Retouching 'Colour music'
Cracks in 'Jealousy' needing repair
Treating a Toulouse-Lautrec poster
Restoring 'The flood in the Darling'
Repairing the frame for 'The defence of Rorke’s Drift'
Restoring 'Vive L’Empereur'
'Milford Sound, New Zealand' frame during laser cleaning
'The boar hunt' before and after treatment
Support conservation programs, research and projects by joining the Conservation Benefactors
The Conservation Benefactors raises funds for research and conservation projects on the Gallery’s collection and the purchase of new conservation equipment that we could not otherwise undertake or afford.
In addition to the acknowledgements extended to all Foundation members, you’ll be invited to three to four fundraising events a year held by Conservation Benefactors, such as private and corporate collection viewings and exhibition-related events at the Gallery.
Recent conservation projects funded through the Foundation include:
- treatment of the ornate original gilded frame for WC Piguenit’s The upper Nepean 1889 and, before that, Alphonse de Neuville’s painting The defence of Rorke’s Drift 1879
- major treatment of Colour music c1934 by Roy de Maistre and six Henri de Toulouse-Lautrec posters
- restoration and return to display of the largest painting in the collection, Edouard Detaille’s Vive L’Empereur 1891
- purchase of the latest equipment for analysis and treatment of the collection – a digital x-raying instrument, a handheld x-ray fluorescence spectrometer and laser cleaning system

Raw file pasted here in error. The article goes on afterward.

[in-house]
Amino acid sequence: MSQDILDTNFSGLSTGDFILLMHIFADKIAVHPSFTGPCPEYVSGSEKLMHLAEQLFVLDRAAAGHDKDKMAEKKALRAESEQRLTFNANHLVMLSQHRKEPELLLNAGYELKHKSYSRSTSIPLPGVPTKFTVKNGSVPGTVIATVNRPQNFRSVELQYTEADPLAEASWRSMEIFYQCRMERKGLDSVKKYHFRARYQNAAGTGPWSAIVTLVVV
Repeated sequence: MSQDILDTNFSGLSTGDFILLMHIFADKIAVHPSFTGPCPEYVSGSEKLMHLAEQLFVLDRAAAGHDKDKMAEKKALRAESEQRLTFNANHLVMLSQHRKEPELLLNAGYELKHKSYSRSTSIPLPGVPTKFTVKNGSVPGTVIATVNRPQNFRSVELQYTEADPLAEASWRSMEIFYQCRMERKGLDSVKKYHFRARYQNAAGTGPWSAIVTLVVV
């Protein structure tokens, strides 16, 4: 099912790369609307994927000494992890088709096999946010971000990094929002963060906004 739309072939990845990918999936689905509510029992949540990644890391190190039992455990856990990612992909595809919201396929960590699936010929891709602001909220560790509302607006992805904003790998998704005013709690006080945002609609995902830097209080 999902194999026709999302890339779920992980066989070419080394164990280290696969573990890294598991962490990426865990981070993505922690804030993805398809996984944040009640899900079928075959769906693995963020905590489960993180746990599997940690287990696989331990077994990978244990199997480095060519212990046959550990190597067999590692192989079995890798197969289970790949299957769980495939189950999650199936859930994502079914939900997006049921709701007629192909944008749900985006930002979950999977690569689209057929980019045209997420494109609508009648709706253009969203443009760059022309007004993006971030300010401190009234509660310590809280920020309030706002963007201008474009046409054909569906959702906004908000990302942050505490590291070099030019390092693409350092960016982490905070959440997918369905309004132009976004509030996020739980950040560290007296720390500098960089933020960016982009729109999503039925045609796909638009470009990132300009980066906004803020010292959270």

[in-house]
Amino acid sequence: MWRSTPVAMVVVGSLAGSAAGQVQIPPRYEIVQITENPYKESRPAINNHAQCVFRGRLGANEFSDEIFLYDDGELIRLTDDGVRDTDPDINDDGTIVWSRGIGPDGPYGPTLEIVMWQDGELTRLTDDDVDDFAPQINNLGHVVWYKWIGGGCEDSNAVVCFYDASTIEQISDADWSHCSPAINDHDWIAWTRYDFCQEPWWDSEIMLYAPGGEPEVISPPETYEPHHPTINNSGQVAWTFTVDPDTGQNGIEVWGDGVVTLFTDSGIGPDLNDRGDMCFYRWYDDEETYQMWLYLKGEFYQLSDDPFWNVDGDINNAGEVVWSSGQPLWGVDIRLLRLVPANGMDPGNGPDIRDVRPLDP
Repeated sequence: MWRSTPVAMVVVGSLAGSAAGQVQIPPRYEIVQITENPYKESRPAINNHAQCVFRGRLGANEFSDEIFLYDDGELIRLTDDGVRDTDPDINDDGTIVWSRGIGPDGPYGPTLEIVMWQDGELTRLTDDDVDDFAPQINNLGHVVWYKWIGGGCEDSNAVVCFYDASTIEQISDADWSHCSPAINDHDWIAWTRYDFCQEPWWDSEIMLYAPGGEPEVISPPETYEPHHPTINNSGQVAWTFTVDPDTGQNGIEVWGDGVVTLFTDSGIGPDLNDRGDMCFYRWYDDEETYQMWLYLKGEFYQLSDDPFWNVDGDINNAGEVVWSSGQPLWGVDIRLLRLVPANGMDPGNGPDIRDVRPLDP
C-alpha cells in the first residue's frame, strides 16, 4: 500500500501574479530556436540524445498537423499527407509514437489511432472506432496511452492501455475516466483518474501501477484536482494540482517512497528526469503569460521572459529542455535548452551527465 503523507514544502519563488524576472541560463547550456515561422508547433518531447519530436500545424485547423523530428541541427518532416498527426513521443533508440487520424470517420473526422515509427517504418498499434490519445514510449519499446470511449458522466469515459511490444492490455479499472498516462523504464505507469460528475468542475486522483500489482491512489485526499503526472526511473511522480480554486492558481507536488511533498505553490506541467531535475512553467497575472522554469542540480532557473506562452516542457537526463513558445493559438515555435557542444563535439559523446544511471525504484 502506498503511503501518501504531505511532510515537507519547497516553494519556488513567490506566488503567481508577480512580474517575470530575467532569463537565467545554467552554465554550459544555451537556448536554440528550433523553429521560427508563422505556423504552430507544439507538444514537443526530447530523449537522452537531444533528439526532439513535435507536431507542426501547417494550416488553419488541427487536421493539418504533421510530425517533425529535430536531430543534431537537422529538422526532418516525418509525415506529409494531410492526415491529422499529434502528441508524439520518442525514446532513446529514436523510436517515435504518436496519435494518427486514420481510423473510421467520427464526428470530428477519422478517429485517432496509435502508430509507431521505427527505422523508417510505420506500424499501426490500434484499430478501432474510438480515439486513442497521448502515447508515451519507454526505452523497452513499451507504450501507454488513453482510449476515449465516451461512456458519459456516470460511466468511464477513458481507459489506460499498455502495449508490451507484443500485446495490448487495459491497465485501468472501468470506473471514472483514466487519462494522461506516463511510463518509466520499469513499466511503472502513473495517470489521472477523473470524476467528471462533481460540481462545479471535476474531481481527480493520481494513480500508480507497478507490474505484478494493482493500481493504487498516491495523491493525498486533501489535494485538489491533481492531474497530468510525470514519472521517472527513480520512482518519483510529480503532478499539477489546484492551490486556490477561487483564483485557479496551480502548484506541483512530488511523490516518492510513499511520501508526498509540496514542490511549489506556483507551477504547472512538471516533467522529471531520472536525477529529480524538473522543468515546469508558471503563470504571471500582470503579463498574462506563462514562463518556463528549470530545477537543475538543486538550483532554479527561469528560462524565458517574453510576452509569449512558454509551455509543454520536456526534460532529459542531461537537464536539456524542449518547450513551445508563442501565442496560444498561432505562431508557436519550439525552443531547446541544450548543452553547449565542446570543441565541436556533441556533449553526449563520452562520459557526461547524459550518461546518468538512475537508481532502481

- support for a three-year scientific postgraduate position within the Conservation Department researching the use of enamel house paint by Sidney Nolan in partnership with an Australian Research Council project ‘The twentieth century in paint’
Corporate sponsors also support conservation projects such as:
- Bank of America Merrill Lynch Art Conservation Project – conservation treatment of WC Piguenit’s The flood in the Darling 1890 1895, which needed cleaning and repairs to the canvas, and a major restoration of the frame
- BNP Paribas Bank – treatment of Frans Snyders’ The boar hunt c1650s and its frame, which uncovered the original 17th-century composition under an early restoration
- Hyperion Asset Management – conservation treatment of the William Strutt painting David’s first victory 1868, which had been diminished by aged varnish, and the making of a new reproduction frame
Give your support
Contact the Foundation for more information – or join and pay now, either online or download a form (right).